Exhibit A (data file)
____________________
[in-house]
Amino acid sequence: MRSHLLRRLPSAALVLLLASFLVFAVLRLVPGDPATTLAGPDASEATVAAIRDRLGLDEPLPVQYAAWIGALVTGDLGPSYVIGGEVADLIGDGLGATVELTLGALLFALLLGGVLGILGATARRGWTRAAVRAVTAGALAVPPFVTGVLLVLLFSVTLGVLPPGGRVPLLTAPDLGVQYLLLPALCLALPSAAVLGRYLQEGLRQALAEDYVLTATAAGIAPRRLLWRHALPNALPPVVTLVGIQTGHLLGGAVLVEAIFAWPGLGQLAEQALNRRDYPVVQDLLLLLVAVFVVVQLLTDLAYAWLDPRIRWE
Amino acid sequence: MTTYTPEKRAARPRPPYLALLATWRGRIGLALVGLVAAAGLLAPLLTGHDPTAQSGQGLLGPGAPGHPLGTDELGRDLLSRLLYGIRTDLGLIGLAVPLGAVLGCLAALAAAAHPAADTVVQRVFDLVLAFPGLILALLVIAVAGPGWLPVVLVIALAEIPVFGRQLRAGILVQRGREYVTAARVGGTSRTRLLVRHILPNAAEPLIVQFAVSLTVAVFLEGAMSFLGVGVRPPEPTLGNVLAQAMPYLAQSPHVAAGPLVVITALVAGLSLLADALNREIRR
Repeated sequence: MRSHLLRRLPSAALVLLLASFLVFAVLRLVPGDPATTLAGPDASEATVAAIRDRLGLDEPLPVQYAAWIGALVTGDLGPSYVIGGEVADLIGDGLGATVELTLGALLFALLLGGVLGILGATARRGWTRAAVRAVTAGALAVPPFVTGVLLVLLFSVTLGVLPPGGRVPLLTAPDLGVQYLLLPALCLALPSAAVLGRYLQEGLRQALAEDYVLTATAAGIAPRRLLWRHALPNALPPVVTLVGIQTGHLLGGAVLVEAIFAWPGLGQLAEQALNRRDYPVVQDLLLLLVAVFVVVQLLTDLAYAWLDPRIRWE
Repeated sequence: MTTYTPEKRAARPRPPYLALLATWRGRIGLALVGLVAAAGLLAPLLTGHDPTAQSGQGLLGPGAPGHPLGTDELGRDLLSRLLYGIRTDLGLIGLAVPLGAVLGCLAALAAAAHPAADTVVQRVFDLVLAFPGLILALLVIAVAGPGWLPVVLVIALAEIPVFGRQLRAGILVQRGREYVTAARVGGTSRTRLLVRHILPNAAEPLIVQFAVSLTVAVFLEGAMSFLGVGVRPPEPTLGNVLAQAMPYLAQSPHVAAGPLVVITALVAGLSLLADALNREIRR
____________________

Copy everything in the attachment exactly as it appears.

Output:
[in-house]
Amino acid sequence: MRSHLLRRLPSAALVLLLASFLVFAVLRLVPGDPATTLAGPDASEATVAAIRDRLGLDEPLPVQYAAWIGALVTGDLGPSYVIGGEVADLIGDGLGATVELTLGALLFALLLGGVLGILGATARRGWTRAAVRAVTAGALAVPPFVTGVLLVLLFSVTLGVLPPGGRVPLLTAPDLGVQYLLLPALCLALPSAAVLGRYLQEGLRQALAEDYVLTATAAGIAPRRLLWRHALPNALPPVVTLVGIQTGHLLGGAVLVEAIFAWPGLGQLAEQALNRRDYPVVQDLLLLLVAVFVVVQLLTDLAYAWLDPRIRWE
Amino acid sequence: MTTYTPEKRAARPRPPYLALLATWRGRIGLALVGLVAAAGLLAPLLTGHDPTAQSGQGLLGPGAPGHPLGTDELGRDLLSRLLYGIRTDLGLIGLAVPLGAVLGCLAALAAAAHPAADTVVQRVFDLVLAFPGLILALLVIAVAGPGWLPVVLVIALAEIPVFGRQLRAGILVQRGREYVTAARVGGTSRTRLLVRHILPNAAEPLIVQFAVSLTVAVFLEGAMSFLGVGVRPPEPTLGNVLAQAMPYLAQSPHVAAGPLVVITALVAGLSLLADALNREIRR
Repeated sequence: MRSHLLRRLPSAALVLLLASFLVFAVLRLVPGDPATTLAGPDASEATVAAIRDRLGLDEPLPVQYAAWIGALVTGDLGPSYVIGGEVADLIGDGLGATVELTLGALLFALLLGGVLGILGATARRGWTRAAVRAVTAGALAVPPFVTGVLLVLLFSVTLGVLPPGGRVPLLTAPDLGVQYLLLPALCLALPSAAVLGRYLQEGLRQALAEDYVLTATAAGIAPRRLLWRHALPNALPPVVTLVGIQTGHLLGGAVLVEAIFAWPGLGQLAEQALNRRDYPVVQDLLLLLVAVFVVVQLLTDLAYAWLDPRIRWE
Repeated sequence: MTTYTPEKRAARPRPPYLALLATWRGRIGLALVGLVAAAGLLAPLLTGHDPTAQSGQGLLGPGAPGHPLGTDELGRDLLSRLLYGIRTDLGLIGLAVPLGAVLGCLAALAAAAHPAADTVVQRVFDLVLAFPGLILALLVIAVAGPGWLPVVLVIALAEIPVFGRQLRAGILVQRGREYVTAARVGGTSRTRLLVRHILPNAAEPLIVQFAVSLTVAVFLEGAMSFLGVGVRPPEPTLGNVLAQAMPYLAQSPHVAAGPLVVITALVAGLSLLADALNREIRR